|California Gov. Jerry Brown|
What do California’s top political and union leaders think about SEIU-UHW President Dave Regan?
That’s one of the intriguing findings in a 42-page decision issued last month by the arbitrator who investigated the dispute between SEIU-UHW and the California Hospital Association.
According to the arbitrator’s report, California Gov. Jerry Brown -- who is scheduled to speak at next week’s Democratic National Convention -- refused to be in the same room with Regan. Ditto for the California Teachers Association and the SEIU California State Council.
Why do they dislike Regan so much?
It turns out that Regan betrayed them by attempting to raid billions of dollars set aside for California’s chronically underfunded schools.
Here’s what happened.
In 2012, the governor joined the teachers union and many other civic organizations in successfully passing a ballot initiative that established a “Millionaire’s Tax” to improve funding for California’s schools. The tax, also called “Proposition 30,” will expire in 2018.
Last year, the California Teachers Association began openly preparing to file a new ballot initiative to extend California’s “Millionaire’s Tax” and its funding for schools.
As the teachers began their efforts, Regan eyed an opportunity.
Under the terms of his secret partnership with the California Hospital Association, Regan was under the gun to deliver billions of dollars of new government funding to hospital CEOs in order to buy their consent to unionize 30,000 of the hospitals’ non-union employees.
Regan, rather than supporting the schools, introduced a separate ballot initiative to snatch $2.5 billion a year from the schools and put it into the pockets of the hospital CEOs with whom he’d secretly been conspiring.
In June of 2015, Regan asked the California Hospital Association (CHA) to join him in filing the competing ballot initiative. Here’s what happened next, according to the arbitrator’s report:
"CHA representatives expressed surprise and raised a number of concerns about the Union's proposal, including the likelihood that the California Teachers Association (CTA), the so-called "ABC Coalition" and the Governor would be angry and unhappy if the LMC [SEIU-UHW and the CHA] were to file a competing statewide tax increase initiative. In particular, CHA expressed concern that competing Proposition 30 initiatives would undermine each other, decreasing the opportunity of either passing." (pp. 11-12)
SEIU-UHW nonetheless filed its competing ballot initiative.
Next, Regan tried to engage Gov. Brown and the teachers union in negotiations over a compromise ballot initiative that would steer billion to his hospital CEO pals.
Regan asked CHA CEO Duane Dauner to reach out to the Governor’s office. He also called on Peter Ragone and former California Senate President Darrell Steinberg to reach out to the California Teachers Association (CTA) and the SEIU California State Council, which was working with the CTA.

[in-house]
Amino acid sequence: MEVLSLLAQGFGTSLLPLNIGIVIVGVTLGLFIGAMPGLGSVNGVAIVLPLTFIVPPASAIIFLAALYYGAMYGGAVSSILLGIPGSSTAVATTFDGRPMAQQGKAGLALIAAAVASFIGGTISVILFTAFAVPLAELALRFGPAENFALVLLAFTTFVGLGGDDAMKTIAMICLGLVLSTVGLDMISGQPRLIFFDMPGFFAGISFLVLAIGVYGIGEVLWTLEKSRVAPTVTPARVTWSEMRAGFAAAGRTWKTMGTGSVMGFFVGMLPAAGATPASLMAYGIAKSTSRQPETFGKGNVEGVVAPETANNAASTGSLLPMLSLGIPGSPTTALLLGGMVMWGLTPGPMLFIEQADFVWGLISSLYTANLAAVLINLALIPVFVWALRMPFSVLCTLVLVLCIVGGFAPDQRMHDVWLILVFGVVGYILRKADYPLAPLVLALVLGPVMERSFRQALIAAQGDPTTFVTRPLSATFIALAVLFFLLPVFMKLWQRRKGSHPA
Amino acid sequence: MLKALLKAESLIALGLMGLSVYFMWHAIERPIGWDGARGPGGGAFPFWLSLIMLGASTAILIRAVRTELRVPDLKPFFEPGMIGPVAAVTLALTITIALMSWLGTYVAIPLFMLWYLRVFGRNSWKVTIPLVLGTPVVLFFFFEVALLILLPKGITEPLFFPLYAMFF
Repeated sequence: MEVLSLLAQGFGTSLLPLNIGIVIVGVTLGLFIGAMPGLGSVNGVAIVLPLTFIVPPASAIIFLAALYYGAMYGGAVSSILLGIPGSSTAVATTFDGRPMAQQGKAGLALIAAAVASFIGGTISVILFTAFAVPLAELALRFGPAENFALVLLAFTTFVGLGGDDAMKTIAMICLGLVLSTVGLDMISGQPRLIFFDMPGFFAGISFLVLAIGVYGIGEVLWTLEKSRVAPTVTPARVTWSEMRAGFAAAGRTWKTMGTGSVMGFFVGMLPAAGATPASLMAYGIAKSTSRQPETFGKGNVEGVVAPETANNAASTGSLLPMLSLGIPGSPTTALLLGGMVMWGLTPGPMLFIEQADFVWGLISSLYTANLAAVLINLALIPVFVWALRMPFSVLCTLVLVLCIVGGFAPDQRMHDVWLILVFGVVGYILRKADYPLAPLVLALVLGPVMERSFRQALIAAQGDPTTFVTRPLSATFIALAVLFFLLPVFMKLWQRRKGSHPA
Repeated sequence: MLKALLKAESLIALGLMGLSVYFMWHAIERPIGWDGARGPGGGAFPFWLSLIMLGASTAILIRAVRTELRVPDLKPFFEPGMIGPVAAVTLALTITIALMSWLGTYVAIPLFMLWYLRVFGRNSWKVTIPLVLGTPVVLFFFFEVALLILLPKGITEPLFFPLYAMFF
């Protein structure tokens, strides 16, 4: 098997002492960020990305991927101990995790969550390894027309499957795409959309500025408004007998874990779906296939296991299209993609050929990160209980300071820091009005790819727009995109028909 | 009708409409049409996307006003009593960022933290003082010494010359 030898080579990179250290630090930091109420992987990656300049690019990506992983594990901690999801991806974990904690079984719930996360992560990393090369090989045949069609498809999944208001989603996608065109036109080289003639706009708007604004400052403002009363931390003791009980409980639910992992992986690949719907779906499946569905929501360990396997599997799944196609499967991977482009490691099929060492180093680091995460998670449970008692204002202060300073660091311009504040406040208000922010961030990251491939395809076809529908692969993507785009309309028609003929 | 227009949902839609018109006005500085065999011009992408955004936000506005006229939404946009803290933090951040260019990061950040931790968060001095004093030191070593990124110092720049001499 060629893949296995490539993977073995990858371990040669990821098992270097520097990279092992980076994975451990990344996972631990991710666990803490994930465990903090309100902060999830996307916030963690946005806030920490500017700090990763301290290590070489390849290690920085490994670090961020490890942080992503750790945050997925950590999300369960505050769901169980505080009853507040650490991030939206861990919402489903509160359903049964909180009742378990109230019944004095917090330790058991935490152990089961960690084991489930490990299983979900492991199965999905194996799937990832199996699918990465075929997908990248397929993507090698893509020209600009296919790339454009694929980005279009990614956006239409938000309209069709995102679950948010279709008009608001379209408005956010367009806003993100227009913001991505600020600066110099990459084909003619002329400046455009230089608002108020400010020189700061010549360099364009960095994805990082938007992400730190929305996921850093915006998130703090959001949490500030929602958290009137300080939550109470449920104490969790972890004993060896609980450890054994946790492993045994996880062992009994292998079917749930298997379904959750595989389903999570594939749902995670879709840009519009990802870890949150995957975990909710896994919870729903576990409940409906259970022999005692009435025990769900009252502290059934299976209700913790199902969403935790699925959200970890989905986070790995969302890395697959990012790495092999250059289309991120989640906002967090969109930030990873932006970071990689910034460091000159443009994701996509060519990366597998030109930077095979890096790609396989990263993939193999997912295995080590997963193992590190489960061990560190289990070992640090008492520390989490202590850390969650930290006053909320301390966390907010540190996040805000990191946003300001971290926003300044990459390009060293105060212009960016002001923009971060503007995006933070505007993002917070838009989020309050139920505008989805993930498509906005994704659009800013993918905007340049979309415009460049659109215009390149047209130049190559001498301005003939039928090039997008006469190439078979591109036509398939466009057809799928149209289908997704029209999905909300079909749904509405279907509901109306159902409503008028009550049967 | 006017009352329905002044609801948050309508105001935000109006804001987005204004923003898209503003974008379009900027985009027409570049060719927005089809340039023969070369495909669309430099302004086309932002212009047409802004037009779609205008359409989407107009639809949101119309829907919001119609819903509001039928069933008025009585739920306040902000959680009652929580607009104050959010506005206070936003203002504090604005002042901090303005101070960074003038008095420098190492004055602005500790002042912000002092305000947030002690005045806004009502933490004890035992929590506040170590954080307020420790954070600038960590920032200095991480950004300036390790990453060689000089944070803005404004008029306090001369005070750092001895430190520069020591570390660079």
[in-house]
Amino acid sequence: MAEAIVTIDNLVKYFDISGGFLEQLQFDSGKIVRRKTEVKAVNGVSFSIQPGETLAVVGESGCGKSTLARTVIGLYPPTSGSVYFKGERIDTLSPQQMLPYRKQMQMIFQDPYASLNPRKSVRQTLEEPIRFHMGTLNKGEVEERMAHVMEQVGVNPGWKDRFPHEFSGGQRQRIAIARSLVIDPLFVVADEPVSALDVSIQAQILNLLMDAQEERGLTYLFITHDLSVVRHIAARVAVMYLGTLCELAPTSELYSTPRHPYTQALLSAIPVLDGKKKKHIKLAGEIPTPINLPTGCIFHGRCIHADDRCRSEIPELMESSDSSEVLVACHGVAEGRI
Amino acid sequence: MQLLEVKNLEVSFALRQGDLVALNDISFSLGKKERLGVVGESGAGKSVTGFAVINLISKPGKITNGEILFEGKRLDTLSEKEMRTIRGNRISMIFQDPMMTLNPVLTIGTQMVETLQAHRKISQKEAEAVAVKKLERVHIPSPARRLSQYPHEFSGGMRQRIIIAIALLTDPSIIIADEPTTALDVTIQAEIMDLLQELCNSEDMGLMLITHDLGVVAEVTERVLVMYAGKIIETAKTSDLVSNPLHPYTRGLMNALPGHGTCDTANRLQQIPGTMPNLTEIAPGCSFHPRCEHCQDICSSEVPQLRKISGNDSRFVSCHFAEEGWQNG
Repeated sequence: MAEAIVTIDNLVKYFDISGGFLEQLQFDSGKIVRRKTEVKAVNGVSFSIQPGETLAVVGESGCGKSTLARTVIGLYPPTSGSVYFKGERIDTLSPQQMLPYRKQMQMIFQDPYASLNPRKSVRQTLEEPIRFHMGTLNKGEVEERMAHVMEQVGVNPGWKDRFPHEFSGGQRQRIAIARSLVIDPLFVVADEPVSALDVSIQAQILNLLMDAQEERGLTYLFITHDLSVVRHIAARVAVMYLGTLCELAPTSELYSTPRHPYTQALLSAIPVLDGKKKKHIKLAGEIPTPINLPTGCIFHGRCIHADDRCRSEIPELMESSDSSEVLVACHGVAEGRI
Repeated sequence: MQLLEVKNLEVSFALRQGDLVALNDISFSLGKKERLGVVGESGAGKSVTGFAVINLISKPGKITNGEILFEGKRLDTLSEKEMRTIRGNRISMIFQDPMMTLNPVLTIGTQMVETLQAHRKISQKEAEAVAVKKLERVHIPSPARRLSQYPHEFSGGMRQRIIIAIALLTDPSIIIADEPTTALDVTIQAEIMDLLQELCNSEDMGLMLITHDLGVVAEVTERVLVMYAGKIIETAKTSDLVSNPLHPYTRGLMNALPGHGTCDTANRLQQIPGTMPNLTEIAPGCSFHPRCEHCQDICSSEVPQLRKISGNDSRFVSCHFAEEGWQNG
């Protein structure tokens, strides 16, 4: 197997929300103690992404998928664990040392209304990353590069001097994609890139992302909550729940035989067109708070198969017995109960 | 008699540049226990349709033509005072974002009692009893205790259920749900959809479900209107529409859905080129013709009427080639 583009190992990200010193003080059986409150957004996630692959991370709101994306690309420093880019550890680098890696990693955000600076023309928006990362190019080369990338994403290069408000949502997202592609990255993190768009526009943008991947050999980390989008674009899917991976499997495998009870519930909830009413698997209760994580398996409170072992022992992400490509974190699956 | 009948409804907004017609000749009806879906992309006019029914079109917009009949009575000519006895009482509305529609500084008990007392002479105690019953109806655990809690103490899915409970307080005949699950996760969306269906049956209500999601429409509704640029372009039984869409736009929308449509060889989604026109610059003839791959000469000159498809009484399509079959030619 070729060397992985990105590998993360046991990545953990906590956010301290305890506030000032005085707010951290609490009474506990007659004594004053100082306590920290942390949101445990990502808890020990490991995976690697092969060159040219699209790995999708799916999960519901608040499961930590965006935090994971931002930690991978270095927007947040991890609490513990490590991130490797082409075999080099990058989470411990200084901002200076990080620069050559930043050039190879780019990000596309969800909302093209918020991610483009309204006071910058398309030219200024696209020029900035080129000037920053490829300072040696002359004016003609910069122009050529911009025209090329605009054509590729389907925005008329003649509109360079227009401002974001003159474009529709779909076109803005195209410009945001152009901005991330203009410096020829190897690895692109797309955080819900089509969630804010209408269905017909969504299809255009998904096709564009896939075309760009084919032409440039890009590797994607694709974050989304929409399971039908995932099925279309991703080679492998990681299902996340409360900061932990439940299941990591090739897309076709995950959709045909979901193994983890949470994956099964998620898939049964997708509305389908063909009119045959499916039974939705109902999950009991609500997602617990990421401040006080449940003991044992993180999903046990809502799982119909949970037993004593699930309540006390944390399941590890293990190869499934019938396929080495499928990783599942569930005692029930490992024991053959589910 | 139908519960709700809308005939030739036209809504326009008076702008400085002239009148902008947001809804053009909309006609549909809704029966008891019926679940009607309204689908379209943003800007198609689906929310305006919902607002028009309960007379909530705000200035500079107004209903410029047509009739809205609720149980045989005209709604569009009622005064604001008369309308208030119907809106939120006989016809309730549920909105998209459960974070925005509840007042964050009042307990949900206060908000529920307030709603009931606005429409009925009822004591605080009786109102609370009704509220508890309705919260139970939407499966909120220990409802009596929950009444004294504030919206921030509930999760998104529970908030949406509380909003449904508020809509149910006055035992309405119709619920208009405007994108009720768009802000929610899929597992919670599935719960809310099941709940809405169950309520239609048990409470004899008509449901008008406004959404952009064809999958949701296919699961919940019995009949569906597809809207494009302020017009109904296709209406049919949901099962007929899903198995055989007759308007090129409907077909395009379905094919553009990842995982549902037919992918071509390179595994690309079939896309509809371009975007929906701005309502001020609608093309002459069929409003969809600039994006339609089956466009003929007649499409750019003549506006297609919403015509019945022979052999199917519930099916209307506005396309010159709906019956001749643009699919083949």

How did they respond to Regan’s plea?
Here’s what the arbitrator wrote in his decision:
"Despite efforts by CHA to have UHW and the LMC included in the discussions, both the Governor's office and the other stakeholders, including CTA and the SEIU State Council, continued to insist that they would not meet with UHW or the LMC, but only with CHA separately." (p. 13)
Ouch. (The term “LMC” refers to the “Labor-Management Committee” that SEIU-UHW and the CHA set up to carry out their secret partnership deal. Duane Dauner and Dave Regan were the co-chairs of the LMC.)
|Gov. Brown campaigning for Prop 30|
Several months later, Regan begged the Governor, the CTA, and other “stakeholders” to allow SEIU-UHW to join them in a single ballot initiative. But they again refused. The arbitrator says it was “clear that the other stakeholders would not modify their position of opposition to UHW’s involvement.” (p. 13)
In November, the CHA announced its support for the teachers’ ballot initiative. According to the arbitrator, the CHA’s Duane Dauner phoned Regan on November 3, 2015 and “explained to representatives of UHW that the new coalition was not willing to work with UHW and that they, therefore, could not be part of the coalition.” (p. 19)
The arbitrator’s decision makes multiple other references to statewide leaders’ apparently extreme dislike for Regan:
“...it was the stakeholders that insisted UHW was not welcome.” (p. 22)
“UHW was generally aware that.. the Governor's office, CTA and other stakeholders were unwilling to meet with UHW or to allow UHW to join their coalition.” (pp. 23-24)
Elsewhere, the arbitrator refers to “UHW's apparently strained relationship with the governor and the SEIU State Council.”
We all know what happened next. When Regan failed to deliver the billions of dollars he’d promised to his CEO pals, his secret partnership deal with the Hospital Association exploded in flames.
|Dave Regan and the gang that can't shoot straight|
In an angry response to his former CEO pals, Regan filed a new ballot initiative designed to cap their salaries at $450,000 a year.
Unfortunately, Regan forgot to read the gag clause that he’d signed as part of his secret partnership deal, which legally blocked SEIU-UHW from taking any action "adverse" to the interests of the hospital industry.
Last month, after Regan had already wasted $5 million of SEIU-UHW members’ dues money to collect signatures for his doomed executive-compensation ballot initiative, a Superior Court judge ordered Regan to withdraw the initiative or face tens of millions of dollars of penalties.
Altogether, it was quite a remarkable series of failures and f*ck-ups by Regan and his chief political strategist, Dave Kieffer.
As one observer remarked: “It looks like Dave Regan is chief gunner for the gang that can’t shoot straight.”